This idea caught my eye because it is the weird combination of a good idea and a bad one at the same time. I do not speak for PWDs but rather as an observer. A branch that caters specifically to PWDs sounds a good idea when you consider how wide and varied disability is, but it also means that as a customer, one will be referred to or, in the worst case, can only use one branch of their bank. Not a great plan.
Better ideas are contained in the document, such as training and capacity building of staff and making all branches of institutions meant to serve the public friendly to PWDs. Equipping all customer-facing staff with basic sign language and disability sensitivity training would be a good start. Disability does have a wide scope, so a disability desk, as mentioned in the document, also seems a good idea.
Financial literacy – including digital financial literacy programs
There is a lot of education going on in Zimbabwe but very little financial literacy education. Even with programs that have been mentioned, such as teaching financial literacy in schools, a significant portion of the population either do not attend school or experience a bare-bones version of it. Furthermore, and rather ironically, school isn’t the best place to teach things. Children are, for the most part, just going through the motions. So programs that take advantage of the digital age are a great idea. I see a series of videos spread through WhatsApp, for example, explaining how things work.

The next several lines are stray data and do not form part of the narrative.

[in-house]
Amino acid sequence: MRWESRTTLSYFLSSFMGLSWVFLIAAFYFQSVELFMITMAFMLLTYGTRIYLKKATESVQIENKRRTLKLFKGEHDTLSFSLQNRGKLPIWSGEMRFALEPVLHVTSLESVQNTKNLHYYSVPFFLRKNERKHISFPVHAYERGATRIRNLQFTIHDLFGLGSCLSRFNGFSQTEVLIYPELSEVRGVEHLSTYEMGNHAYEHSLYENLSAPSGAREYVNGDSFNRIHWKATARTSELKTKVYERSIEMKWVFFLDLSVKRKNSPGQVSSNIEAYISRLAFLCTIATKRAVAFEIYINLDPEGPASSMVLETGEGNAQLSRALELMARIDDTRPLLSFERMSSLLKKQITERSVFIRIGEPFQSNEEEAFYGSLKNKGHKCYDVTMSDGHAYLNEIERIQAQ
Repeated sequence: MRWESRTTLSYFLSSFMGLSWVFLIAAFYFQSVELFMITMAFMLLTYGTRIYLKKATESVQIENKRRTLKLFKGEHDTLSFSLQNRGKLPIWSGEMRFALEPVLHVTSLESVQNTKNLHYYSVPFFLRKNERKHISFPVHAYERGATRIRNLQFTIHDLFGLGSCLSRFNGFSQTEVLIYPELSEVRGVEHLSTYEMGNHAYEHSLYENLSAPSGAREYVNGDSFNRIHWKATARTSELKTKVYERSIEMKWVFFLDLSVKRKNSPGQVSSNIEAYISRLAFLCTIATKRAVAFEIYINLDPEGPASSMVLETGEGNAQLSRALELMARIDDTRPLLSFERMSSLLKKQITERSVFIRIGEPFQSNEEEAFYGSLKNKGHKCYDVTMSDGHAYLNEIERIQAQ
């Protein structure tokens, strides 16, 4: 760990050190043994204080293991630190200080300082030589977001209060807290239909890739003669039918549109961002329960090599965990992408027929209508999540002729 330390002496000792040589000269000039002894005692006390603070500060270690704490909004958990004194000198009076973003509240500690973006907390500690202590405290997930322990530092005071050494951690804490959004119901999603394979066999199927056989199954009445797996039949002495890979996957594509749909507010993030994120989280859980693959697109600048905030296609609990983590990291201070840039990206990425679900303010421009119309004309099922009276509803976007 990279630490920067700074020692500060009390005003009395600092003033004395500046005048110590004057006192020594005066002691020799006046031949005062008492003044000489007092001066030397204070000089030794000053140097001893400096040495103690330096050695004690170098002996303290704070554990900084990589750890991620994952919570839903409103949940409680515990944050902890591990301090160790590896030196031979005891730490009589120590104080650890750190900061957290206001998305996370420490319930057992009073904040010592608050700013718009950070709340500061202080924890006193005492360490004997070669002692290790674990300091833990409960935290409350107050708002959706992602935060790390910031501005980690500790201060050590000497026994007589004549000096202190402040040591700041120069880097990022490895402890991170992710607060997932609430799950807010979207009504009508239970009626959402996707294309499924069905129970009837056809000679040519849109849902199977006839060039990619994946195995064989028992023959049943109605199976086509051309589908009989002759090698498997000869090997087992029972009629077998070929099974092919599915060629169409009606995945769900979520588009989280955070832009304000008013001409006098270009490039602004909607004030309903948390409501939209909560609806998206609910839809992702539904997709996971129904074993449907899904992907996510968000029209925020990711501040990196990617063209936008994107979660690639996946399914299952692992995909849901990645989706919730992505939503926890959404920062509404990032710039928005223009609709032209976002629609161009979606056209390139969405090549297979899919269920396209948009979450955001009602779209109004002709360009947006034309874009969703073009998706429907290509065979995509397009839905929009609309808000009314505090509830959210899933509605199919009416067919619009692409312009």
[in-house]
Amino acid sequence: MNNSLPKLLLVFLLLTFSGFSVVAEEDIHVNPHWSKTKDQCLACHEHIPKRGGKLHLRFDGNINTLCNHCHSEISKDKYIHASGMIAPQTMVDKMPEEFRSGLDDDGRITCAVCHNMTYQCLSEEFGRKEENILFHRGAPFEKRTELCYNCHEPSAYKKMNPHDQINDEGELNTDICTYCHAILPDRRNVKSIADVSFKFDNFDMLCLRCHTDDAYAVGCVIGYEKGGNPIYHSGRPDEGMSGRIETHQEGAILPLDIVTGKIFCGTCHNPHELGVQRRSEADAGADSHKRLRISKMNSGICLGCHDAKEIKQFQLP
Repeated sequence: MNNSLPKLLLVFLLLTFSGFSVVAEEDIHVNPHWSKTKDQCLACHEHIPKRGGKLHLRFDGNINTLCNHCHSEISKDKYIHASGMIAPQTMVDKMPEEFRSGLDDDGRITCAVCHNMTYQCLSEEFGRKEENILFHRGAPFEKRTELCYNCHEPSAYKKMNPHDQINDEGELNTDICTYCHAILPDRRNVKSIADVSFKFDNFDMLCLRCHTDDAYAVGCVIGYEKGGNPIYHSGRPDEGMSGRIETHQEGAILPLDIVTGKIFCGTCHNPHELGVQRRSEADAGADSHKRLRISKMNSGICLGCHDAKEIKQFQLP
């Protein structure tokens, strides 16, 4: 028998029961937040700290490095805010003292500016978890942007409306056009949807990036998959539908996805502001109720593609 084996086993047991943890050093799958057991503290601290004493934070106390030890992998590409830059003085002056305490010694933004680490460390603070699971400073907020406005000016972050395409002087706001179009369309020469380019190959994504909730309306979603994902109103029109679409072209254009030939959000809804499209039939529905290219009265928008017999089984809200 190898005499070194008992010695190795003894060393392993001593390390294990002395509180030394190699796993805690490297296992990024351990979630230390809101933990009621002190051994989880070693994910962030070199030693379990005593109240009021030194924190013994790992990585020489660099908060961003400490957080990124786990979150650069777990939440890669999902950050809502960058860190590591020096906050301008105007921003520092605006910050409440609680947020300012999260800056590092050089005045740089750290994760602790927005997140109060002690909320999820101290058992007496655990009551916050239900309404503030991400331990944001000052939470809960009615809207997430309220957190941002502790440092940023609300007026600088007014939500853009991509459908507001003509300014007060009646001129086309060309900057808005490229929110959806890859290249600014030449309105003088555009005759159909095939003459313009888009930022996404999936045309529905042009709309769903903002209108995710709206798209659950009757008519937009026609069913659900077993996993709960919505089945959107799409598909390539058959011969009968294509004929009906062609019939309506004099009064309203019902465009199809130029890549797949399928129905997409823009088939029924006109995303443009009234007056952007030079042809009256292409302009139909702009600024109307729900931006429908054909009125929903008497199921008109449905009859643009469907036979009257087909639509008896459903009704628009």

Develop and implement innovative, inclusive financial technologies to increase the uptake and usage of financial products.
It always amazes me how kids who can’t even put their shoes on correctly can interact with Siri on an iPhone. Don’t get me started about elderly people once they learn how to send voice notes. These two things have in common how helpful technology is when applied. Developing innovative digital technologies is just what Zimbabwe needs. A banking app with a voice assistant that understands the major dialects of Shona and Ndebele? Surely that’s not asking for too much by 2026.
All in all, we can see that NFS2 is barking up the right trees. Riding on the areas where NFS1 succeeded and choosing to look at Zimbabwe as it is rather than it should be will help. One term you will see a lot of in the report is the need for disaggregated data. This means more specific data. Or data with more detail. This improves the ability to analyse the data and come up with more custom solutions for the groups involved.